Originally posted 7.31.08
In many ways, episode five, “Grapes”, is quintessential Franks and Beans. It has (attempts at) singing, a lesson to be learned, seemingly unrelated asides, uh…the word “ass”…
Our fifth episode takes us back to the beginnings of Franks and Beans. I’ll probably get all retrospective when we finally get to talking about episode one, but it bears at least some mentioning now because the first five episodes were filmed over the same several days. You can tell, I think, that there are a lot of similar themes being played out over these first few shows, culminating with “Grapes.”
The first shot we see in this episode is a rather ingenious one. I’m sure it’s been done before, but I like at least the idea of unconventional camera shots and angles, and having the camera sitting in a refrigerator along with the leftovers certainly qualifies. If there’s one thing that bugs me, though, it’s that due to some file size restrictions, viewers are never going to see how well this shot actually turned out. We are, in reality, filming this show with a very nice camera (not in Hollywood terms, I’m sure, but relative to other shows with zero budget we’re ahead of the game), one that records digitally and has the capability to shoot in HD, but Larry has to decrease the signal quality in the editing process to make it fit under the 256 megabyte limit enforced by the Funny or Die team (oh, how we grew to hate Funny or Die. HATE I TELL YOU!). How this first shot looked to us and how viewers can see it really illustrates the difference.
For us, it was like we were the grapes – born and raised on some sunny California grapevine, plucked by underpaid migrant workers and shipped to the extra-moist shelves of the local Foodland. For you, loyal viewers, it’s merely like you’re the grapes’ socially ostracized cousins, seeing some of the glimmer but not getting any of the communal benefits (and do you even have a Foodland?). The metaphor is weak, I know, but seriously – we could see individual drops of moisture on the playback after shooting. To see the opening shot dulled, regardless of the necessity of the matter, is a little disappointing.
As we move a little further through the episode, we come across what just may be my favorite line of the entire series – “They’re good for my libido; don’t worry about it.” For a while, this was going to be the title of the episode, but we went with something a little shorter in the end. There is no meaning to this phrase at all, at least in connection to the overall joke in this episode, and yet it still sticks out in part because of that randomness. As Larry and I were rehearsing for the conversation in this scene (we actually do practice…sometimes), it just seemed to show up unannounced. It had to be kept. I’d like to point out the nice editing work Larry did at this point, as he added in a zoom where there was none originally. It saved us from having two shots placed back-to-back that were too similar to be of any use.
Singing in Franks and Beans is nothing new, and mocking Larry for his freakishly large head in real life is likewise rather commonplace, so it felt natural to combine those two elements into this next overall joke. It should be pointed out, however, that Larry does still have all of his hair, while mine is becoming precariously thinner by the day, so I guess that’s one for ol’ Lar, and good for him. Saying that no one will ever love Larry does come off rather mean, I suppose, but – and I might just be falling for my character’s own line of thinking in saying this – I think it is easier to handle just by the fact that I’m singing the bad news. I could be wrong.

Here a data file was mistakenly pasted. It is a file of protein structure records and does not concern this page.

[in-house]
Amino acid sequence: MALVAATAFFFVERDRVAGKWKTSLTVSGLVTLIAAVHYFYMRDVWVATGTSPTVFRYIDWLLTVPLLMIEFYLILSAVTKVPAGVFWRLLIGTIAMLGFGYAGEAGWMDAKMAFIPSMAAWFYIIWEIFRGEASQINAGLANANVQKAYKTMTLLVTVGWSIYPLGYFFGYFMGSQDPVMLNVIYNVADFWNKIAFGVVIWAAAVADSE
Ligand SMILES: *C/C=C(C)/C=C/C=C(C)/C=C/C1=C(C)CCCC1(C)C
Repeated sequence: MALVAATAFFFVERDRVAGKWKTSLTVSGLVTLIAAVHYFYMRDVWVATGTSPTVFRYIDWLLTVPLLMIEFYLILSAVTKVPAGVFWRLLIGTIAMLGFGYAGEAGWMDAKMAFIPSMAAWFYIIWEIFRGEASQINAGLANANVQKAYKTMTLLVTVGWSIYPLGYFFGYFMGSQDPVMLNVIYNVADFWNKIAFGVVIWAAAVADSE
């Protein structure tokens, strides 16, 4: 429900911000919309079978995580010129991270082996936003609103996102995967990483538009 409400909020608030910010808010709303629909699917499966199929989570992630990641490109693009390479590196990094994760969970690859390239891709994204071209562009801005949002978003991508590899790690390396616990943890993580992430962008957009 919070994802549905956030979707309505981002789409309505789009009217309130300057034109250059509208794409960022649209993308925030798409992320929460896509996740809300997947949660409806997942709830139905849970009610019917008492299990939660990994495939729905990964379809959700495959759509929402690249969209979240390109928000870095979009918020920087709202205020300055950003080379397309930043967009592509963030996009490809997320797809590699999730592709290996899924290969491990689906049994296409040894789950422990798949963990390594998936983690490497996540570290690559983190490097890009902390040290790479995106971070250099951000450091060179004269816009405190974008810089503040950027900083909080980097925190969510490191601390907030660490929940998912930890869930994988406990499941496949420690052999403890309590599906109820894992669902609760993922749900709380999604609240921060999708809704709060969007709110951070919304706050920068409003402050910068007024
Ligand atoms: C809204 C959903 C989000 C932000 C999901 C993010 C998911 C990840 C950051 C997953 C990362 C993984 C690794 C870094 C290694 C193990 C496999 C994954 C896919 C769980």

We have in this episode the first appearance of the character “Lauren”, named for a friend from grad school. This just might end up being her only appearance, as Larry’s sister (if you didn’t notice the resemblance you should probably be shot) isn’t necessarily the biggest proponent of acting in some random internet television show (for whatever reason); I had planned on using her in the episode “Mustache”, but she backed out and has turned down any subsequent requests to reprise her role. This is a shame because it limits Franks and Beans in the jokes we can tell. Well, I guess it only limits us in one area – I had planned on using Lauren as my character’s source of unrequited love, a big subplot where I would get humiliated and rejected time and time again. There’s really nothing funnier than a guy getting his hopes crushed, in my opinion, and let’s face it – we’re kind of limited with our pool of available extras as it is.
“Bring that sweet ass over here” is bound to be on a t-shirt one day…if it isn’t already, and ‘Lauren’s’ responding distain is perfect. We had to shoot this scene about thirty times before we got it right, delaying dinner at Larry’s house…and if you’ve ever been to Larry’s house, you know just how serious they take their early evening meal. Even though I ate all the spaghetti I could stuff down my gullet that night, I did so with a wary eye to those around me.
When we had finished filming this entire sequence, I thought that “Grapes” was the best episode we’d ever done. I have other favorites now, but this episode, to me, shows a lot of the promise of Franks and Beans. I really think that we’re getting better at what we do, and this episode was a step in that direction.